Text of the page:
B.C. First Nation group was not involved with pro-Wet’suwet’en highway blockade: leader
|National Post 14 Feb 2020 at 15:57|
The K’òmoks First Nation says it was not involved in a Wet’suwet’en supporter blockade on Highway 19 near Courtenay, British Columbia earlier this week.
According to a report from Chek News , K’òmoks First Nation Chief Nicole Rempel said in a statement that the K’òmoks First Nation was not contacted or advised about the event.
“This event was organized by non-indigenous Comox Valley residents who aren’t connected to our territory in the same way as K’òmoks, and in no way represent K’òmoks or our values,” Rempel wrote.
In the statement, Rempel said that on social media, some people had responded to news of the highway blockade with racism.
“It is saddening to see the racist comments in social media aimed at our community when K’òmoks was not involved,” she added.
The barricade was set up on Monday, and it blocked the highway in both directions.
Protestors who set up the blockade encountered verbal threats, and at one point a truck drove through the barricade. At another point, a group of five people arrived and tore the barricade down.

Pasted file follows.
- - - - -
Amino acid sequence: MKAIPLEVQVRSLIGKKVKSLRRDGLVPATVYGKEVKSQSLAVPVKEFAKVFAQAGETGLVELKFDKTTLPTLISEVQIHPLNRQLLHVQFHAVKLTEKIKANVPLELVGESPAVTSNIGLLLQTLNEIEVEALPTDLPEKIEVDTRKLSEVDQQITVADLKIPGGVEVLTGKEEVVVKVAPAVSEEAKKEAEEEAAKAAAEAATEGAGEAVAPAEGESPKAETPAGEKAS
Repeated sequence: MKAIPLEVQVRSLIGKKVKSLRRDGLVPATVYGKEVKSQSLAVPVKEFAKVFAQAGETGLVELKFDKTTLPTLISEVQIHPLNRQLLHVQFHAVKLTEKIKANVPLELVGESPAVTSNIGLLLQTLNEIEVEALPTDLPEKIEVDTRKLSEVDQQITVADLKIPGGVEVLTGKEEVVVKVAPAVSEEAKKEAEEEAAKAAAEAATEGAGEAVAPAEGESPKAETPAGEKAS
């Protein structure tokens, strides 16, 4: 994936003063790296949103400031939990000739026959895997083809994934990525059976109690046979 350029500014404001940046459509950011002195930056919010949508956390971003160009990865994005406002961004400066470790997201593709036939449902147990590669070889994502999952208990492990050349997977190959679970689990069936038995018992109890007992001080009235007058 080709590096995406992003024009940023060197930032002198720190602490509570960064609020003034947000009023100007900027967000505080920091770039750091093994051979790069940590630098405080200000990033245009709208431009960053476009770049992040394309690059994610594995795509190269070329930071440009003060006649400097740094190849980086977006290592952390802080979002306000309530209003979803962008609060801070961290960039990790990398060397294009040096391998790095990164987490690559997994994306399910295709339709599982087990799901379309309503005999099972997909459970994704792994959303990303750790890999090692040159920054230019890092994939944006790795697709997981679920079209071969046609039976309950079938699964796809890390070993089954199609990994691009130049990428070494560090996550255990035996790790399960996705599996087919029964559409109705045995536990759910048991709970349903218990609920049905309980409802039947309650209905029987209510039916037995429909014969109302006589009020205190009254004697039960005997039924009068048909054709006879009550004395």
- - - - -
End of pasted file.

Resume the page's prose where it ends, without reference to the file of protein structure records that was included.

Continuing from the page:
Extinction Rebellion Nanaimo supported the facilitation of the event, Chek News reports, and that group had claimed that the blockade had the “aid of” some K’omoks Nation people.
“We, a group of concerned residents defending our home in the K’omoks Territory with the aid of some K’omoks Nation people blockaded highway 19 at exit 117 for approximately 22 hours in response to the violent oppression happening in the Wet’suwet’en nation,” Extinction Rebellion Nanaimo said in a statement.
On Feb. 6, RCMP in B.C. began arresting people who were blocking the construction of a Coastal GasLink pipeline in Wet’suwet’en territory. On Feb. 7, people around the country began blocking railways in solidarity with the protesters who had been arrested.
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